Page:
The Challenges of Authenticity in ManufacturingAdhering to authentic Mediterranean flavor prints in a commercial kitchen is not a difficult challenge for a trained chef. However, because traditional manufacturing environments typically do not lend themselves well to authenticity, interpreting nuances into a manufactured product requires experience, knowledge and the ability to meet challenges through innovative thinking.
Olive Oil and GarlicMany operations use vegetable oil instead of the more expensive olive oil, or they use a third-pressed (solvent extracted) olive oil. This enables label claims, but offers no flavor attributes. The aromatic qualities of garlic are totally lost in commercially processed garlic. Sometimes a really good garlic flavor or oleoresin is a better option than commercial pastes or chopped garlic, which can have objectionable off-flavors--often metallic in nature. The same maxim applies for olive oil. Excellent olive oil flavors are available to add authenticity to the product. Even a low-fat product can have that fruity olive oil flavor, or it can be used to boost the flavor of cheaper, more cost effective oils. Certain parts of authenticity can be constructed while maintaining integrity.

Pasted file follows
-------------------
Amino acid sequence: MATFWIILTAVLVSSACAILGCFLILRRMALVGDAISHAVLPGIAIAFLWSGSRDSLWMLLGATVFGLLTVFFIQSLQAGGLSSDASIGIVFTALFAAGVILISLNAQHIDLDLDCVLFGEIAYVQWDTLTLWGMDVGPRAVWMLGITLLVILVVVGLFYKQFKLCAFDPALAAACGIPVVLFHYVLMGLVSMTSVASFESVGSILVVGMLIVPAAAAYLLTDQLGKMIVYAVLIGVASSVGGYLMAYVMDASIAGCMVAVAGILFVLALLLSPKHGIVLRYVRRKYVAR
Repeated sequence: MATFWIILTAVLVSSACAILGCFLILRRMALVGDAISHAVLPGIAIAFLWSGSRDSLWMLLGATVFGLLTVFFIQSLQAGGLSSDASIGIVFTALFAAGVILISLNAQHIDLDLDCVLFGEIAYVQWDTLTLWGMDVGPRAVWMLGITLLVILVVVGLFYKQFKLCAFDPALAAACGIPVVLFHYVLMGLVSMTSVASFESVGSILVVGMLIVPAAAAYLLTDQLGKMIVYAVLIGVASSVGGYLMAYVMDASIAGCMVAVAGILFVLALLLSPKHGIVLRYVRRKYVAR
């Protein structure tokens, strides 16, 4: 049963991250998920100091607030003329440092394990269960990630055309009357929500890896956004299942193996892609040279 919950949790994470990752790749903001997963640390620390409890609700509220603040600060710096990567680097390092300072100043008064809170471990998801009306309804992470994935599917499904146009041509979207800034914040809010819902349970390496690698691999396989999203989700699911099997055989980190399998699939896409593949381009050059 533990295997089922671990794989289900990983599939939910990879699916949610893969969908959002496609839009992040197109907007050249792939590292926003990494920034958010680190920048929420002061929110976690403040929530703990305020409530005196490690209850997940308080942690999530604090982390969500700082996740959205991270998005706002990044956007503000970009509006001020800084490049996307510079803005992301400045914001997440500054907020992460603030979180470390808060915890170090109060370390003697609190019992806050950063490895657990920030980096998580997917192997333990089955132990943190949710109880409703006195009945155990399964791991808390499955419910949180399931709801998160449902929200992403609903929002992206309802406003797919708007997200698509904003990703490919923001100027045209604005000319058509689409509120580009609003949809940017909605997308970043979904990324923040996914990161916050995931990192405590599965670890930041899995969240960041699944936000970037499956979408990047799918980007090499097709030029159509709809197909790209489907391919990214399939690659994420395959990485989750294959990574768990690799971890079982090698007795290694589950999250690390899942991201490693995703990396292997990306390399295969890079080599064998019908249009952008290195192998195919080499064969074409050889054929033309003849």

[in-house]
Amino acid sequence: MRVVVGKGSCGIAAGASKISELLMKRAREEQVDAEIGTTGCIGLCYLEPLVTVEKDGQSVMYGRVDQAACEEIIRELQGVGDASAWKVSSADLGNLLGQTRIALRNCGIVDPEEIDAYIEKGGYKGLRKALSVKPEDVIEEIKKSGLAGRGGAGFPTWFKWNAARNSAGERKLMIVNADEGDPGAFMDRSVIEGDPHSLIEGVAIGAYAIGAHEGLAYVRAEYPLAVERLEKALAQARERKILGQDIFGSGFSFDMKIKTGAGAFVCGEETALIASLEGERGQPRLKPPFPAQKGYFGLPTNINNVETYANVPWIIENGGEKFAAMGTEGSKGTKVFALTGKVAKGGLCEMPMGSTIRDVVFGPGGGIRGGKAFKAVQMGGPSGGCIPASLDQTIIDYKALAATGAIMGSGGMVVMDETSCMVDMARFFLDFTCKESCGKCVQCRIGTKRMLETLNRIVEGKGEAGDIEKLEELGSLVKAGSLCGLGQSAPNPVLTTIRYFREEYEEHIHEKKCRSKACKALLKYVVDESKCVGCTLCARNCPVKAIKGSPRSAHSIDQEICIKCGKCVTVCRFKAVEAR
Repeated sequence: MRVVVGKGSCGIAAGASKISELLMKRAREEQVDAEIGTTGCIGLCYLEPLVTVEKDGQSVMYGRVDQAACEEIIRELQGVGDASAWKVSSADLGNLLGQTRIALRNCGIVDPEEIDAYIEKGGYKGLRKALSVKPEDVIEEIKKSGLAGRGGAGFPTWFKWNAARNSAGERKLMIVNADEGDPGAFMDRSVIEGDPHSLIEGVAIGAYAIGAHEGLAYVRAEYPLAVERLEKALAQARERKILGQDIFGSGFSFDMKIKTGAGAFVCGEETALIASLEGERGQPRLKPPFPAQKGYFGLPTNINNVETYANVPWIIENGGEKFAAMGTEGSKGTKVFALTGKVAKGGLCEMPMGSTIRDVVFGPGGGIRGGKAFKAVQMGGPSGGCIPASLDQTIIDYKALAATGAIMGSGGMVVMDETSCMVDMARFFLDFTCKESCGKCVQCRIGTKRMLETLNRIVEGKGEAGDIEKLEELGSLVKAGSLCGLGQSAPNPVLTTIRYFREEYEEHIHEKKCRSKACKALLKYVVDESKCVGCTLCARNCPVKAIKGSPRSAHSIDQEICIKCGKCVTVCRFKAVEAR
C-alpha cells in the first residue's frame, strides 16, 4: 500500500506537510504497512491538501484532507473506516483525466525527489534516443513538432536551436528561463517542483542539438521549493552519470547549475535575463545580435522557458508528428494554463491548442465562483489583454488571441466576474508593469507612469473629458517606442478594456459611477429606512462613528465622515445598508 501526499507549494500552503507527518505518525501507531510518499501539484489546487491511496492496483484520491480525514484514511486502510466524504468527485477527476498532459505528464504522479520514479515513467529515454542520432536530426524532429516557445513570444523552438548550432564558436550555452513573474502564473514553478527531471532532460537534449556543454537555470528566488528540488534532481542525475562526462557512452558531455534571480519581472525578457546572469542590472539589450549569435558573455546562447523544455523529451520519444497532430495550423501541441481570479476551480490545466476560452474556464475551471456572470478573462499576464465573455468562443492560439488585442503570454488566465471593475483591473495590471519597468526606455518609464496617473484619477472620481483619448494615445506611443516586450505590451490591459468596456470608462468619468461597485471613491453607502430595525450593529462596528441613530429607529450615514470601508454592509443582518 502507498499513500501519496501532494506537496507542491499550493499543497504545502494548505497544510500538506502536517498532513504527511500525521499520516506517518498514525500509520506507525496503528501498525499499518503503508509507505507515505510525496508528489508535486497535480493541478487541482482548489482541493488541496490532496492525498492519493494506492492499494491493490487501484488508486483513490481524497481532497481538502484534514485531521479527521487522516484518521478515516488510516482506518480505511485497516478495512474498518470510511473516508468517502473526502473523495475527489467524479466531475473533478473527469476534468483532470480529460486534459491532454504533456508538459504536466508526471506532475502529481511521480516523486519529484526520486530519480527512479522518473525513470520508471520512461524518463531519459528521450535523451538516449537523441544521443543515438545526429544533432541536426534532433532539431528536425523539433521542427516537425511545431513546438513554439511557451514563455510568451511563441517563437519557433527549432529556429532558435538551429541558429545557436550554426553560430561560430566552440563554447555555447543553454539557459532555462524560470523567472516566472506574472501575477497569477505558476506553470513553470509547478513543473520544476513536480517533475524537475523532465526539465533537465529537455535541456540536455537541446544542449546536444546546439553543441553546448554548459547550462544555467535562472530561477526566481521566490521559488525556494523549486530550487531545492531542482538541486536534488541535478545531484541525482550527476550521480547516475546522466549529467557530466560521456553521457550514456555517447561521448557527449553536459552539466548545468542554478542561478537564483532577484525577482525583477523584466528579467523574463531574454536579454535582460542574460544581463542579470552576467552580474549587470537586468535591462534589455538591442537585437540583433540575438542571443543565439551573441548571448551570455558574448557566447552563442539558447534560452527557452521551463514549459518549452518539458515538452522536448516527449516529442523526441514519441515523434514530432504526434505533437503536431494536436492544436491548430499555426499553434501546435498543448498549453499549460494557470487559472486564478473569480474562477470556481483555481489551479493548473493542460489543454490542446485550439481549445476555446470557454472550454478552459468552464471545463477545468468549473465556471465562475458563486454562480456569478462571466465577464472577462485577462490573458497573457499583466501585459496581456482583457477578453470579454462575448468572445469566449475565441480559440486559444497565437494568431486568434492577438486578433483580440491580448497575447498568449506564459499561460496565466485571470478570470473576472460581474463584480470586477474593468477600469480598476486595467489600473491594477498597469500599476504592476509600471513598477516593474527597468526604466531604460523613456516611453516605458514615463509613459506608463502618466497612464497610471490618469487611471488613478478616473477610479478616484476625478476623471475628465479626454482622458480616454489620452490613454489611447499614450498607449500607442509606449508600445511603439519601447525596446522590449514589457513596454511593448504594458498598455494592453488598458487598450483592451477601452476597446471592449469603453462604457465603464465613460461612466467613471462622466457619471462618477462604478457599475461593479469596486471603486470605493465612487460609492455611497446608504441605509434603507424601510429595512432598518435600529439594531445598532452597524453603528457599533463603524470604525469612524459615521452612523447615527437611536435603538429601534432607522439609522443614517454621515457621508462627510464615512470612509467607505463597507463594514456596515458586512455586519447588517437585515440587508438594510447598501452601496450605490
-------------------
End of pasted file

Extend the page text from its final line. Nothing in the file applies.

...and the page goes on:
Vegetable/Spice ComplexesIf one grinds and blends spices, then mixes them with vegetables and cooks them together, something magical happens. The finished product is greater than the sum of its parts. This flavor could never be achieved by simply throwing the same ingredients into a kettle and pumping them through the Contherm. However, by combining high-quality commercial pastes with fresh vegetables and cooking rapidly at high heat so that caramelization occurs, it is possible to achieve a quality product that captures authentic Mediterranean flavor. Some operations make their own pastes in large batches on site using a vertical cutter-mixer (VCM).
A common technique, especially in the eastern and southern regions, involves using ground/pulverized nuts or bread to thicken sauces, stews and soups. No starch or gum, alone or in combination, can mimic this unique texture and flavor. Often the bread is toasted first, resulting in caramelization and non-enzymatic browning reactions, giving a sweetness and color that otherwise cannot be obtained. It also imparts valuable flavors from the volatile compounds arising out of the thermal reactions of toasting. Grinding nuts also releases the oils, further adding unique flavors and textural components.
Cooking TechniquesWhile all of the above are critical steps to authentic flavors and textures, the cooking technique used may be one of the most commonly compromised areas. Most manufacturing facilities are simply not equipped correctly, especially if the plant is more than seven years old. Equipment is basically set up to mix, cook and deposit. Speed is everything. “Authenticity is for restaurant chefs,” as one plant engineer used to tell me (he now works in a different industry).